Midway through the Cupola session, as he continued to make his soothing noises to the Aristocra, he had the answer.


One of Ba’kif ’s aides was waiting when the general finally made it back to his office. “Were you able to locate him?” Ba’kif asked.

“Yes, sir,” the aide said. “He’s on Naporar undergoing his final round of physical therapy for the injuries sustained during the Vagaari pirate operations.”

Ba’kif scowled. Operations that, while successful in a military sense, had been a complete disaster on the political front. Months later, many of the Aristocra were still brooding over that whole mess. “When will he be free?”

“Whenever you wish, sir,” the aide said. “He said he would be at your disposal whenever you wanted him.”

“Good,” Ba’kif said, checking the time. Half an hour to bring the Whirlwind to flight status, four hours to get to Naporar, another half hour to get a shuttle down to the Chiss Expansionary Fleet medcen­ter. “Inform him that I want him ready in five hours.”

“Yes, sir.” The aide hesitated. “Do you want the order logged, or does this qualify as a private trip?”

“Log it,” Ba’kif said. The Aristocra might be unhappy when they found out about this—the Syndicure might even assemble a tribunal somewhere down the line to waste more of his time with useless questions—but Ba’kif was going to do things strictly by the book. “Order from Supreme General Ba’kif,” he continued, hearing his voice drop into the tone he always used for formal orders and re­ports.

“Preparing transport for myself and Senior Captain Mitth’raw’nuruodo. Destination: Dioya. Purpose: investigation of a derelict ship found two days ago in the outer system.”

“Yes, sir,” the aide said briskly. His voice was studiously neutral, giving away nothing of his own personal feelings on the matter. Not all those who thought poorly of Captain Thrawn, after all, were mem­bers of the Aristocra.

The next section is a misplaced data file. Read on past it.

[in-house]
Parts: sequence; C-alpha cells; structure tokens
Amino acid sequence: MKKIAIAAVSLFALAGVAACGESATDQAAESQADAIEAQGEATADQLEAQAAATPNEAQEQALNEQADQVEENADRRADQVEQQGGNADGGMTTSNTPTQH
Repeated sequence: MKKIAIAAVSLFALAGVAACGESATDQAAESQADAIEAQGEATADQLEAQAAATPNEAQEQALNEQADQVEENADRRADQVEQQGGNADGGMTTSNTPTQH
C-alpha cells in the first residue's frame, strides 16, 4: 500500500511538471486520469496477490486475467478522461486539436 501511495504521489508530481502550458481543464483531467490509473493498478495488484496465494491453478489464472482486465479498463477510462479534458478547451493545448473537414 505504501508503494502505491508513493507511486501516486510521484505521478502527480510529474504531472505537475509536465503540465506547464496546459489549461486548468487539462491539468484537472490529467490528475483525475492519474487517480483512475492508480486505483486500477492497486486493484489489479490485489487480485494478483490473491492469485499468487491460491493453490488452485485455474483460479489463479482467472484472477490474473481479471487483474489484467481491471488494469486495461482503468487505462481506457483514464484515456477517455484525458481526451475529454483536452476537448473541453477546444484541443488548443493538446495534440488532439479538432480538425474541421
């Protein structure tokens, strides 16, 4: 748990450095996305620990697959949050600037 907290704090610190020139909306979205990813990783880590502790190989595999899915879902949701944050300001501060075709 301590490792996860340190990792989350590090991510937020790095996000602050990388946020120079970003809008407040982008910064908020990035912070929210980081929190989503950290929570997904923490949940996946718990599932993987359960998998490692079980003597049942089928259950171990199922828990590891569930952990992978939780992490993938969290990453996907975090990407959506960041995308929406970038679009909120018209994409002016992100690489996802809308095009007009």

At the moment, Ba’kif didn’t care about any of them. He’d found the first half of the why.

Now there was only one person he trusted to come up with the other half.

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July 9th 2020, 9:55 am
Magnificent. It feels like real Star Wars again. Lucasfilm's M.O. has been to hire young adult authors and people with no talent to push political drivel in books the last few years. 

Timothy Zahn by contrast is an actual author. He has a B.S. in physics and an M.S. He is actually educated and has experience beyond writing and he does research which shows in his work. 

This new trilogy has potential. For the first time we're in a part of the galaxy that has no contact with and is not ruled by the Empire, the Republic, Sith, or anything we're used to. 

A truly alien part of the SW universe. 

We know the Chiss are ruled by families, are super political, and are ultimately headed for Civil War by the time of ANH.

This could be great or at the very least (since it's Zahn) entertaining. 

I can't wait.

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September 2nd 2020, 7:35 am
I know it just came out, but has anyone else read this yet?

Because my first thought is that it was fantastic. Just as good as(if not better than) the first Thrawn novel, imo. Massively world-builds the Unknown Regions, and expands on the Chiss Ascendancy/hierarchy on a very deep level.
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September 2nd 2020, 12:55 pm
its pretty much great many things came back as mentions of the outblound flight and other legends material definetly you guys need to give it a read.

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September 2nd 2020, 2:02 pm
I ordered mine from Amazon. It'll be here next week. As much as I want to read it today, I have a ton of other stuff I have to get done first.

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September 9th 2020, 4:29 pm
I got mine yesterday evening and finished the last 40 pages or so this morning.


If you're a Thrawn or Chiss fan, this is must read. If you're Star Wars fans who also liked Sci-fi and reading, this is a lot of fun.

If you're not a Zahn or regular sci-fi reader I'd say stay away.


First off, this is typical Zahn - which is good.

Multiple characters and plot threads that all tie together at the end. Lots of new and old technology woven together in creative ways. New alien species, planets, and cultures.

The world building feels effortless and Zahn has set himself up for a dozen books. He can go forward and backwards into any time period in the Unknown Regions and write whatever he wants.


I'm couldn't help but laugh at the Del Rey Star Wars novels timeline during the Kathleen Kennedy trilogy in the opening pages. There's basically nothing. 2 books? Those stories and characters were so bad there's nothing worthwhile to explore.

It's pathetic.

There's about 30 between the Prequel Trilogy movies. 

That alone says something was horribly wrong with your movies, novels, video-games, and characters.